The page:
Skip to main content

Thought for the Day: Coming of the Messiah and Resurrection of the Dead -- Intrinsic Fundamentals of Orthodox Judaism

I grew up as and into a secular scientist with a feeling there must be more.  That is, it certainly felt to me that there had to be more to being human than just being a smart, hairless ape.  After all, I felt no moral indignation toward apes beating each other up, or even being eaten by lions and tigers; that's just, after all, the ecosystem.  On the other hand, I do feel a deep moral indignation toward mugging in Central Park and murder.  And no, it's not just the practicality living together.  On the other hand, two things that seemed to me to be completely outside the scope of reality and iron clad proof that Christianity was anti-scientific and wrong was the idea of a messiah and also resurrection of the dead.  Sigh... live and, as they say, learn.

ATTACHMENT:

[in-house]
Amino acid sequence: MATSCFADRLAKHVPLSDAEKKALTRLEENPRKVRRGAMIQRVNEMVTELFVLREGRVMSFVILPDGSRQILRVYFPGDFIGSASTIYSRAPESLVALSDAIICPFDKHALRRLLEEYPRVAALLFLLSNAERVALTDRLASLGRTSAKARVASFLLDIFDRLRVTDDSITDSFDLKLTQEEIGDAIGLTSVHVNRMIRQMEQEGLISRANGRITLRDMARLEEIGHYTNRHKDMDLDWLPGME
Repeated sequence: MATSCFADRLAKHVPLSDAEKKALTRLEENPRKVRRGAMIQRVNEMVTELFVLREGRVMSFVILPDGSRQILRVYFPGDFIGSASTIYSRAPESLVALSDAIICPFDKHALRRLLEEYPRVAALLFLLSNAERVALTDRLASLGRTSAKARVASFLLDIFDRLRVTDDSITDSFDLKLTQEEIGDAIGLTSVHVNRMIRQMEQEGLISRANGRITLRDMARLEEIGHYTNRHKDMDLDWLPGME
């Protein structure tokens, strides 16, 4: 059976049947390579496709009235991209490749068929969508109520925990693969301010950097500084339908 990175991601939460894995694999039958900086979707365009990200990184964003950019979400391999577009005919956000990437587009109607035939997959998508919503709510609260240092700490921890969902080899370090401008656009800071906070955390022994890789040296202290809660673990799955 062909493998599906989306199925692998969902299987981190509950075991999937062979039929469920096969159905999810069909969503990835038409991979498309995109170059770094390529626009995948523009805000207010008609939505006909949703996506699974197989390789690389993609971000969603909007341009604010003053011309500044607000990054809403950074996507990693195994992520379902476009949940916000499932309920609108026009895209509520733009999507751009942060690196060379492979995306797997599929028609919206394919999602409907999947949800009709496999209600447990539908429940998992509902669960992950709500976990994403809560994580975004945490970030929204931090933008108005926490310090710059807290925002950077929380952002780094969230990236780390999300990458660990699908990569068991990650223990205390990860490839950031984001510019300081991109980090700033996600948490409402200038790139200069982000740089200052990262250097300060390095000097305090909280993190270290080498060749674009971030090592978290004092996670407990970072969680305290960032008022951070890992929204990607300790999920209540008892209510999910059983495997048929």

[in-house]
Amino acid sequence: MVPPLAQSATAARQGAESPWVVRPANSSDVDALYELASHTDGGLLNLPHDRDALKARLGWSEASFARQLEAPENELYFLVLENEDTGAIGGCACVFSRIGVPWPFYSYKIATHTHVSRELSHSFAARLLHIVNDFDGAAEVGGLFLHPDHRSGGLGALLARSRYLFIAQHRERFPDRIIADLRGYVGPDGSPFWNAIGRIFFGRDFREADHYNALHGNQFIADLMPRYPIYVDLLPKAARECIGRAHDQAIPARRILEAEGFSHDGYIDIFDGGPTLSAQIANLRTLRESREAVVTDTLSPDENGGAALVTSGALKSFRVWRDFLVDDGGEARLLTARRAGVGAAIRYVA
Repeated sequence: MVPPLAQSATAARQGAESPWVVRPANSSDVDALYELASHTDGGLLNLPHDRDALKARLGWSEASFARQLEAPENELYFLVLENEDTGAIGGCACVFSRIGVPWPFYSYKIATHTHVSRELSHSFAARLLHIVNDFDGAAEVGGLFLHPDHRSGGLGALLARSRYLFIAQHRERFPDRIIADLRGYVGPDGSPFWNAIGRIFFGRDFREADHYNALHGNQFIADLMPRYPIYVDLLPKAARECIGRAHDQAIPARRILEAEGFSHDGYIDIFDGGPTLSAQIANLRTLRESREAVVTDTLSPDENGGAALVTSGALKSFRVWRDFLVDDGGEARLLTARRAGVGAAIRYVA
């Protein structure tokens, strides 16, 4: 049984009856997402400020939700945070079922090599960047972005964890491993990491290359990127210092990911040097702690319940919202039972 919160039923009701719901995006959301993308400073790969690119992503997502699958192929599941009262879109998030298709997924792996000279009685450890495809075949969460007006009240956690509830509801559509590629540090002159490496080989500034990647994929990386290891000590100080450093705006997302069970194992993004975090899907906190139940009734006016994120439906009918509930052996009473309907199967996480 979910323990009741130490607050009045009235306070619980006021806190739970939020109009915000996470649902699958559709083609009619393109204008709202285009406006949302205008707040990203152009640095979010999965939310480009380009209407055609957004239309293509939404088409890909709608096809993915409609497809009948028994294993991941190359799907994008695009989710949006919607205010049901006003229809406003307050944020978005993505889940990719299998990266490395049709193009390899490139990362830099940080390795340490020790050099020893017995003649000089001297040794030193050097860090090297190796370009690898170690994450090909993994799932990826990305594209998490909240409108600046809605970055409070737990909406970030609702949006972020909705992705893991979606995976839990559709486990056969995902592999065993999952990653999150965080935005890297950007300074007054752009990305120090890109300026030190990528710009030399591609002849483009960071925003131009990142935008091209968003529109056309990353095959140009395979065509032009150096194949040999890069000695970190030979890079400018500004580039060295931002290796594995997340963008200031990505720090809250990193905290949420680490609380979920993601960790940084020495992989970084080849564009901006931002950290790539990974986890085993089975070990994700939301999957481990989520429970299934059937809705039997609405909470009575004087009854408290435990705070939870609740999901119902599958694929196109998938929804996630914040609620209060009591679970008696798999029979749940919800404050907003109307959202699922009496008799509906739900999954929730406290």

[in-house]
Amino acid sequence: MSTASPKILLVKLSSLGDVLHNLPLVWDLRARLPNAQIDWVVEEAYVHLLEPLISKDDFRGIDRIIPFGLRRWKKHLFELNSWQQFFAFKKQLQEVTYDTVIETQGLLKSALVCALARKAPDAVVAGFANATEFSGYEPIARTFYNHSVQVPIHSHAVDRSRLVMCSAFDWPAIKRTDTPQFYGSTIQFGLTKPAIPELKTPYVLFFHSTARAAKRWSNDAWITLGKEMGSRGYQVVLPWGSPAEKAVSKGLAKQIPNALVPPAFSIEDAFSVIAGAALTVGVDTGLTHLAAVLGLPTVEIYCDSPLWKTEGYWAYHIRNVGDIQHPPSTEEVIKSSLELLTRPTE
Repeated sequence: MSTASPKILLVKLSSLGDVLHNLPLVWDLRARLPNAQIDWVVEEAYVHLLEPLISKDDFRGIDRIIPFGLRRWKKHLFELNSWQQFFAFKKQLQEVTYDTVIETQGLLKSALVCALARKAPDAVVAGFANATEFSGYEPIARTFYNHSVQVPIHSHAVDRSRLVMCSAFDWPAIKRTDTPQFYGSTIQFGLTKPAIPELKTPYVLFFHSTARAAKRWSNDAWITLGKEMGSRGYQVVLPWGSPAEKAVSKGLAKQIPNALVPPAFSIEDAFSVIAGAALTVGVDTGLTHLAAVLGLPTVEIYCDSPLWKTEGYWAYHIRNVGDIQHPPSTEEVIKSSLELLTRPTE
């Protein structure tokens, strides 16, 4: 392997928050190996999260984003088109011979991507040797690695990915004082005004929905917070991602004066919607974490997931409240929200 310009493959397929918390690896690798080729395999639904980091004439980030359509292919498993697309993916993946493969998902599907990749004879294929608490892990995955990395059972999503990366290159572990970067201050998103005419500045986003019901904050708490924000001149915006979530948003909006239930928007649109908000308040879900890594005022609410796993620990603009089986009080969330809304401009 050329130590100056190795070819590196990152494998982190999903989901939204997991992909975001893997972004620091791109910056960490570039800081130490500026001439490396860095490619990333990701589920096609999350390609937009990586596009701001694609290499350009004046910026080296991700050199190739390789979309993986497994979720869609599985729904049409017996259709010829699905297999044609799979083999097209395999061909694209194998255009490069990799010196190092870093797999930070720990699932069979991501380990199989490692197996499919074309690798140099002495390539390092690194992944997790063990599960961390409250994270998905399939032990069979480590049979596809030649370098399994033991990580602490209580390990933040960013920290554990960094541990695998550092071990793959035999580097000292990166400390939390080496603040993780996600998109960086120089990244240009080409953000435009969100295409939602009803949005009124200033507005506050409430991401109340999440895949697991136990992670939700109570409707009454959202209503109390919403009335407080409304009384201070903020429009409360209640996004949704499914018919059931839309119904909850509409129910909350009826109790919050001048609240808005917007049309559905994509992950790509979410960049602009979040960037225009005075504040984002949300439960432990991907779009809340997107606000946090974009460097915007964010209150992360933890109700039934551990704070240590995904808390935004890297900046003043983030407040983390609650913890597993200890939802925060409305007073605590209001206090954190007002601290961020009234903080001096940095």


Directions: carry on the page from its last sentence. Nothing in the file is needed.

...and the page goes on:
Becoming Orthodox Jewish meant, among other things, paying attention to what I was saying in the prayer.  Right there in the central prayer, known sometimes as the Amidah (standing prayer, a name from the Zohar HaKodesh) and sometimes as the Shmoneh Esrei, second paragraph: Blessed are you, HaShem, who resurrects the dead.  (I've seen some mealy mouthed translations by the Conservative Jewish Religion and even some modern orthodox who try to force the words into something more acceptable to the western secular ear; but it says what is says.)  As far as praying for the messiah, that's bakashos/requests 11 and 12; again, not a "messianic era", but a real, live religious monarchy with a real, live king (not a dead one brought back to life, by the way).  So now what's a secular scientist looking for Truth supposed to do?